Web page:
DfE denies ‘achieving excellence areas’ policy has been delayed

The government has denied its ambitious plans to provide extra support for schools in struggling areas have been delayed while Theresa May considers whether to lift a ban on grammar schools.

Achieving excellence areas was a key policy unveiled in the recent white paper that pledged to inject extra cash and support into priority areas identified as having low standards and poor capacity to improve.

Schools Week has previously reported how the pilot was due to start in September.

But the Times newspaper claimed yesterday the Department for Education (DfE) had delayed announcing which areas would receive extra cash – due before parliament broke up for the summer recess.

The newspaper attributed this to the government’s plan to lift a ban on new grammar schools, with a Whitehall source claiming talk of excellence areas had “all gone quiet”, adding: “There is concern it will not now go ahead”.

But the DfE has today denied there was any delay, stating an announcement on the scheme is due “shortly”.

“It is simply untrue to say that this policy has been delayed because of speculation about grammar schools – work on the achieving excellence areas is entirely separate.” Robert-Hill

Robert Hill (pictured right), an education consultant and former government adviser, described the policy idea as one of the best white paper proposals, and said the alleged delay was “concerning”.

But he told Schools Week it is understandable if Justine Greening, the new education secretary, is taking her time before making any policy announcements until she fully understands the brief.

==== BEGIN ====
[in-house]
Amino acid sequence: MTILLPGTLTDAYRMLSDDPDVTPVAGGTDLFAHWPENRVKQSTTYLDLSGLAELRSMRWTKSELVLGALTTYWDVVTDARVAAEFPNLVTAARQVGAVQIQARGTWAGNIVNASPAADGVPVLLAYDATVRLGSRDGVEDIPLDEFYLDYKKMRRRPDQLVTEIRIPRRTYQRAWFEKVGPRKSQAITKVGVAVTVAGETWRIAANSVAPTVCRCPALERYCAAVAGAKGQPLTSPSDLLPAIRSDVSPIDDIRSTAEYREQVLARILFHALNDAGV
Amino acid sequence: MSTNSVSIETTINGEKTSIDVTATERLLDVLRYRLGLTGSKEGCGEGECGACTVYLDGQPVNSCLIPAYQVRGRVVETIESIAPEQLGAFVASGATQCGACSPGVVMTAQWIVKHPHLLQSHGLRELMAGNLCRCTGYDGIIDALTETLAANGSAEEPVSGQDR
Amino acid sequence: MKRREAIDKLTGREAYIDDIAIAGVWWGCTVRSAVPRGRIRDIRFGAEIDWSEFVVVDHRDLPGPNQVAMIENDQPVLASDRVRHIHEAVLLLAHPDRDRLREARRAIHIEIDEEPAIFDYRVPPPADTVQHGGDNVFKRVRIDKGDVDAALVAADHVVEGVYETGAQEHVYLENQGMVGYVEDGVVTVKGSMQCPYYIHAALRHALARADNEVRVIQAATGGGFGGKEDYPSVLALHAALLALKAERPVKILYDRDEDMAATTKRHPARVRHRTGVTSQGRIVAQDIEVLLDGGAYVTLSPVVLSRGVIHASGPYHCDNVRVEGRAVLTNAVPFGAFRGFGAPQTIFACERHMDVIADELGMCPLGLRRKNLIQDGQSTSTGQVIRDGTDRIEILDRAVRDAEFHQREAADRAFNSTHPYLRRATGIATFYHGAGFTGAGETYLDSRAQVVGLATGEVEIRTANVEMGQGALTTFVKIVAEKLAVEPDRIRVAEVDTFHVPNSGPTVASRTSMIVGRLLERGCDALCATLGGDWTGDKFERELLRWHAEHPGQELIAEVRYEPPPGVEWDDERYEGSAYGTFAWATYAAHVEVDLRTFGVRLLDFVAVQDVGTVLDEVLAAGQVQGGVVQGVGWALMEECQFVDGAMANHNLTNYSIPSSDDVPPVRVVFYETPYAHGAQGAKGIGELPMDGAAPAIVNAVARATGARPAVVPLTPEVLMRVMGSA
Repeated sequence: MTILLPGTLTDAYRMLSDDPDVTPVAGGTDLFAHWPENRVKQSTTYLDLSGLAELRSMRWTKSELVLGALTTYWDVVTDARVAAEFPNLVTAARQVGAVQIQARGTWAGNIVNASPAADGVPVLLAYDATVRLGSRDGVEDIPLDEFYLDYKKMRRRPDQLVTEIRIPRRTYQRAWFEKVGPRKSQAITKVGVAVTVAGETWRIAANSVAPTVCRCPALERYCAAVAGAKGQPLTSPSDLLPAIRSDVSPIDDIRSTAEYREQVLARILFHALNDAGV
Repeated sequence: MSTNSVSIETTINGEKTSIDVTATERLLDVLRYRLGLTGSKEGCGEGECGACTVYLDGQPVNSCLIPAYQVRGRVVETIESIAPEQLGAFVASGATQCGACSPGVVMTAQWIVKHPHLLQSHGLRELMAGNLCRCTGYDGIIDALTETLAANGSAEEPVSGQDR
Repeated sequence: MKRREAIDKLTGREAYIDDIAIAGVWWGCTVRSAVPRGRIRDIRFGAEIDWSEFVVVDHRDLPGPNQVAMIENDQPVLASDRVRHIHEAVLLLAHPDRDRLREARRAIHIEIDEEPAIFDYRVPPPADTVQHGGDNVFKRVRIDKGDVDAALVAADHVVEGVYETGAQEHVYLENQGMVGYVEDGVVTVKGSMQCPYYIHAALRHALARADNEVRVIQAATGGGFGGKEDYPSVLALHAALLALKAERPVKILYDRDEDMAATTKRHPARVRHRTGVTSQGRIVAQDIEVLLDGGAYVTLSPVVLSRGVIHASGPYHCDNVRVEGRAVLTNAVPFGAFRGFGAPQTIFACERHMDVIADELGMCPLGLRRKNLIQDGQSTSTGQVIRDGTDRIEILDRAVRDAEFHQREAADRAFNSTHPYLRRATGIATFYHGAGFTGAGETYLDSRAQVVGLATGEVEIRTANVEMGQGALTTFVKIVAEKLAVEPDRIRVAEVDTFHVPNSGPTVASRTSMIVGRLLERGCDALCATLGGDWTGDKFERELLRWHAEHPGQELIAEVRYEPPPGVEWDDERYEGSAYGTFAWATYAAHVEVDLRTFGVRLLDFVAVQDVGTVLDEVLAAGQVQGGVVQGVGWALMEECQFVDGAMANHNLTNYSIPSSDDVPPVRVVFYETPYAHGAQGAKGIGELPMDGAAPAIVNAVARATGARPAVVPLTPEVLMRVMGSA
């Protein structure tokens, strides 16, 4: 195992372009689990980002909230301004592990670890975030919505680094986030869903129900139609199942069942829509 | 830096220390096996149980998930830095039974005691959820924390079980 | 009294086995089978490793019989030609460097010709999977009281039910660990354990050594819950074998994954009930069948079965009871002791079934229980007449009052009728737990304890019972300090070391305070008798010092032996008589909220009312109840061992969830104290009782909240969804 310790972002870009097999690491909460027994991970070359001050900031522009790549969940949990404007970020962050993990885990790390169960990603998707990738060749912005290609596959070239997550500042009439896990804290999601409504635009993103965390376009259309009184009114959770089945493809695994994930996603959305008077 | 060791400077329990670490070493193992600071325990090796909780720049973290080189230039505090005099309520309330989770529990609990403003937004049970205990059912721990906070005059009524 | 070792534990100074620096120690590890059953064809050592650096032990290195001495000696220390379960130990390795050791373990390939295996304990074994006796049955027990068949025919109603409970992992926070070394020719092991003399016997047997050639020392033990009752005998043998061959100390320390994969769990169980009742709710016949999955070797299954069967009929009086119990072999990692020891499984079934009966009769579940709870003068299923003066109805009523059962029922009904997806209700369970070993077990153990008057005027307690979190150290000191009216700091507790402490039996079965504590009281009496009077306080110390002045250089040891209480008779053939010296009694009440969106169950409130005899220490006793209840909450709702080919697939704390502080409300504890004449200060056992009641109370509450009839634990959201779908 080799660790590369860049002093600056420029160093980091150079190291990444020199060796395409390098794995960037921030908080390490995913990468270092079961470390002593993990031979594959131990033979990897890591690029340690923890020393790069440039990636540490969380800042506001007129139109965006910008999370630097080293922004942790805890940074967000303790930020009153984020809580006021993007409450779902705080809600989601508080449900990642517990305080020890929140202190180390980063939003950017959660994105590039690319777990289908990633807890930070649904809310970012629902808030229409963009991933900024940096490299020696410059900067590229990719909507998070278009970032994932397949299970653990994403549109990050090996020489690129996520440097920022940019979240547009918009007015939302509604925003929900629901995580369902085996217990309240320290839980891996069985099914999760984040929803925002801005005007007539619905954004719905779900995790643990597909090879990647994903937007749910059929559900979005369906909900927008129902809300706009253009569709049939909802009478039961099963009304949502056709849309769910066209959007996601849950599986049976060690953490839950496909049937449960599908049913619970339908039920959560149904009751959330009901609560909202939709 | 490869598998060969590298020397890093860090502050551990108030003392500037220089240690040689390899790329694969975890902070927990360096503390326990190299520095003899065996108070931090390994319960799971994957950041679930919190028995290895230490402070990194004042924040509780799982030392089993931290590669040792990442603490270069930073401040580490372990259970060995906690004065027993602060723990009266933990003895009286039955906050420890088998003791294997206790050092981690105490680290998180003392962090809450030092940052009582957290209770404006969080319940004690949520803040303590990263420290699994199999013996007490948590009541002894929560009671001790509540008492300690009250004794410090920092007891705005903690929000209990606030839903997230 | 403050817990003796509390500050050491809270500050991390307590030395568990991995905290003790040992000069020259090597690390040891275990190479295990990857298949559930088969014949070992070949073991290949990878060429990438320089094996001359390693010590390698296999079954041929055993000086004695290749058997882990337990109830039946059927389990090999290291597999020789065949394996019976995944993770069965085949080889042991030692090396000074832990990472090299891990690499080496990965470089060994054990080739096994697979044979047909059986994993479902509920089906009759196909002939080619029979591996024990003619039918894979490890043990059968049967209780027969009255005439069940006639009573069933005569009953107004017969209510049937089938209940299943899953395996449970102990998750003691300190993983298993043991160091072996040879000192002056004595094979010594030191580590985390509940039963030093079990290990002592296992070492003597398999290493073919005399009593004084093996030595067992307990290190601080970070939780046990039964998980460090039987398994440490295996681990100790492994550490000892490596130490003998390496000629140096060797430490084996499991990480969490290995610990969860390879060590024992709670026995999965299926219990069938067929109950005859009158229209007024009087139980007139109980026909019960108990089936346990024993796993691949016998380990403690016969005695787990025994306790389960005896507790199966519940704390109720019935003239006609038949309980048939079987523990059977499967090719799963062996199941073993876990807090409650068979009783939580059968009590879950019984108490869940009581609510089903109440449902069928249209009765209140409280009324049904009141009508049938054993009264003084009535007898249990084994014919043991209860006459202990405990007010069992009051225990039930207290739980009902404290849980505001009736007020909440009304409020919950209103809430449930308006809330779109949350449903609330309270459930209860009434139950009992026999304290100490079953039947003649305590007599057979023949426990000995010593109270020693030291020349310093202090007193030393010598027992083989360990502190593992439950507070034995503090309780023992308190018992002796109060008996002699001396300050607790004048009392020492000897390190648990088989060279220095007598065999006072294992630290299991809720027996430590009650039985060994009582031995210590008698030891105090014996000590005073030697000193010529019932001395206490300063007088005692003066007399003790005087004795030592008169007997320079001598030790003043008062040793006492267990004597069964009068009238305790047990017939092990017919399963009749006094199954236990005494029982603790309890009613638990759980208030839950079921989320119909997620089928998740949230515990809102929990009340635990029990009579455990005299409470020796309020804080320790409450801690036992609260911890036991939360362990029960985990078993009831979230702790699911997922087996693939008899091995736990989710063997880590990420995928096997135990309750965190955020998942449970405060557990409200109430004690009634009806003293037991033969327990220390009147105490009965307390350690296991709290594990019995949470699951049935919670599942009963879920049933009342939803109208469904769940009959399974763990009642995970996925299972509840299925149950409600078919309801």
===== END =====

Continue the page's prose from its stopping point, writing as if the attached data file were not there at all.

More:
He added: “If the delay continued into the autumn then that would signal more worry.”

Hill said the run up to the first week of autumn term is usually earmarked for policy implementations and announcements, adding Greening could be waiting until then before making any major decisions.

The government said its achieving excellence areas policy would target “pockets of underperformance” across England where the school-led system was “not yet mature enough” to address issues, and committed to eradicating those issues in the next five years.

It pledged not to establish new “top-down initiatives or bureaucratic action plans”, but instead said it would target schemes to ensure “sufficient high quality teachers, leaders, system leaders, sponsors and members of governing boards on these areas of greatest need, starting with the National Teaching Service”.

The DfE had previously released a methodology showing that parts of the north east, along with segments of Cambridgeshire, Norfolk and the East Midlands and the East Riding of Yorkshire had been in line for extra support (map below).

But a Whitehall source told Schools Week it is not just the achieving excellence plans that are on hold while Greening gets up to speed.

“It’s not because of grammar schools per se, it’s that the new government wants to make sure it’s happy with everything now planned out of the department, and that it takes account of any changes in direction.”

Hill also said the alleged delay does nothing to rule out that the white paper could have significant changes if there is a “new education strategy”.

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